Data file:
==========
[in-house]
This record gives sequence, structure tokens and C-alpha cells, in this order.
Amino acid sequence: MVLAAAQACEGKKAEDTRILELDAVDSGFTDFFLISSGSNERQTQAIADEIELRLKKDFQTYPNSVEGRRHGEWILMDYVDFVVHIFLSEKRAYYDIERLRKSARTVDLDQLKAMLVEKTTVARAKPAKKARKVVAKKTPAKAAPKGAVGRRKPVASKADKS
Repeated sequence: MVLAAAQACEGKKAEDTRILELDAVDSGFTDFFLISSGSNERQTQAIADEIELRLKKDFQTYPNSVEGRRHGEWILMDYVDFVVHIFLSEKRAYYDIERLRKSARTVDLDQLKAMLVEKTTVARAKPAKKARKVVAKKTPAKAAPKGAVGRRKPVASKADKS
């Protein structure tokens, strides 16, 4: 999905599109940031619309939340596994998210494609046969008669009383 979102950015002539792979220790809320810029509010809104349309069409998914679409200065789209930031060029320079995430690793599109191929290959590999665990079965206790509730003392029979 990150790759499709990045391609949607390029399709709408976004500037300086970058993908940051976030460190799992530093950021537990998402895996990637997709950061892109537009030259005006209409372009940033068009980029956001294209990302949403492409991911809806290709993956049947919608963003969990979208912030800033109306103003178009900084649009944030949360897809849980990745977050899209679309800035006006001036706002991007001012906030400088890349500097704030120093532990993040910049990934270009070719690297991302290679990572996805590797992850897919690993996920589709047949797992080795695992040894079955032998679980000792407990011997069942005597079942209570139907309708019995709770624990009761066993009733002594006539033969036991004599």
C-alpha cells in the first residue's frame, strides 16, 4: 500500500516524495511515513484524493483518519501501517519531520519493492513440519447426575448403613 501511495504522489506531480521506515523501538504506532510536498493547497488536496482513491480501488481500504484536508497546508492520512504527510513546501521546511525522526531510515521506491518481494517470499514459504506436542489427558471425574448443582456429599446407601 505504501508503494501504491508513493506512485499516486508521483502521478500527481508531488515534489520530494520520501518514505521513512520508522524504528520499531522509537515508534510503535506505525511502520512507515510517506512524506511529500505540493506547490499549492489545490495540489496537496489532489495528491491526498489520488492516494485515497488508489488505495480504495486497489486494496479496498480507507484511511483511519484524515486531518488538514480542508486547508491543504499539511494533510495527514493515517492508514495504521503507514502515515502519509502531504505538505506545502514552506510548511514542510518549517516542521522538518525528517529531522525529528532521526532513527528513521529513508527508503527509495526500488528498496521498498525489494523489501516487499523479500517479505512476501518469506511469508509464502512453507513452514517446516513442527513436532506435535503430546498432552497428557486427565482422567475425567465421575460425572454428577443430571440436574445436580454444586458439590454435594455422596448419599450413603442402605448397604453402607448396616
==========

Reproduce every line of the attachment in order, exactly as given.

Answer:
[in-house]
This record gives sequence, structure tokens and C-alpha cells, in this order.
Amino acid sequence: MVLAAAQACEGKKAEDTRILELDAVDSGFTDFFLISSGSNERQTQAIADEIELRLKKDFQTYPNSVEGRRHGEWILMDYVDFVVHIFLSEKRAYYDIERLRKSARTVDLDQLKAMLVEKTTVARAKPAKKARKVVAKKTPAKAAPKGAVGRRKPVASKADKS
Repeated sequence: MVLAAAQACEGKKAEDTRILELDAVDSGFTDFFLISSGSNERQTQAIADEIELRLKKDFQTYPNSVEGRRHGEWILMDYVDFVVHIFLSEKRAYYDIERLRKSARTVDLDQLKAMLVEKTTVARAKPAKKARKVVAKKTPAKAAPKGAVGRRKPVASKADKS
């Protein structure tokens, strides 16, 4: 999905599109940031619309939340596994998210494609046969008669009383 979102950015002539792979220790809320810029509010809104349309069409998914679409200065789209930031060029320079995430690793599109191929290959590999665990079965206790509730003392029979 990150790759499709990045391609949607390029399709709408976004500037300086970058993908940051976030460190799992530093950021537990998402895996990637997709950061892109537009030259005006209409372009940033068009980029956001294209990302949403492409991911809806290709993956049947919608963003969990979208912030800033109306103003178009900084649009944030949360897809849980990745977050899209679309800035006006001036706002991007001012906030400088890349500097704030120093532990993040910049990934270009070719690297991302290679990572996805590797992850897919690993996920589709047949797992080795695992040894079955032998679980000792407990011997069942005597079942209570139907309708019995709770624990009761066993009733002594006539033969036991004599």
C-alpha cells in the first residue's frame, strides 16, 4: 500500500516524495511515513484524493483518519501501517519531520519493492513440519447426575448403613 501511495504522489506531480521506515523501538504506532510536498493547497488536496482513491480501488481500504484536508497546508492520512504527510513546501521546511525522526531510515521506491518481494517470499514459504506436542489427558471425574448443582456429599446407601 505504501508503494501504491508513493506512485499516486508521483502521478500527481508531488515534489520530494520520501518514505521513512520508522524504528520499531522509537515508534510503535506505525511502520512507515510517506512524506511529500505540493506547490499549492489545490495540489496537496489532489495528491491526498489520488492516494485515497488508489488505495480504495486497489486494496479496498480507507484511511483511519484524515486531518488538514480542508486547508491543504499539511494533510495527514493515517492508514495504521503507514502515515502519509502531504505538505506545502514552506510548511514542510518549517516542521522538518525528517529531522525529528532521526532513527528513521529513508527508503527509495526500488528498496521498498525489494523489501516487499523479500517479505512476501518469506511469508509464502512453507513452514517446516513442527513436532506435535503430546498432552497428557486427565482422567475425567465421575460425572454428577443430571440436574445436580454444586458439590454435594455422596448419599450413603442402605448397604453402607448396616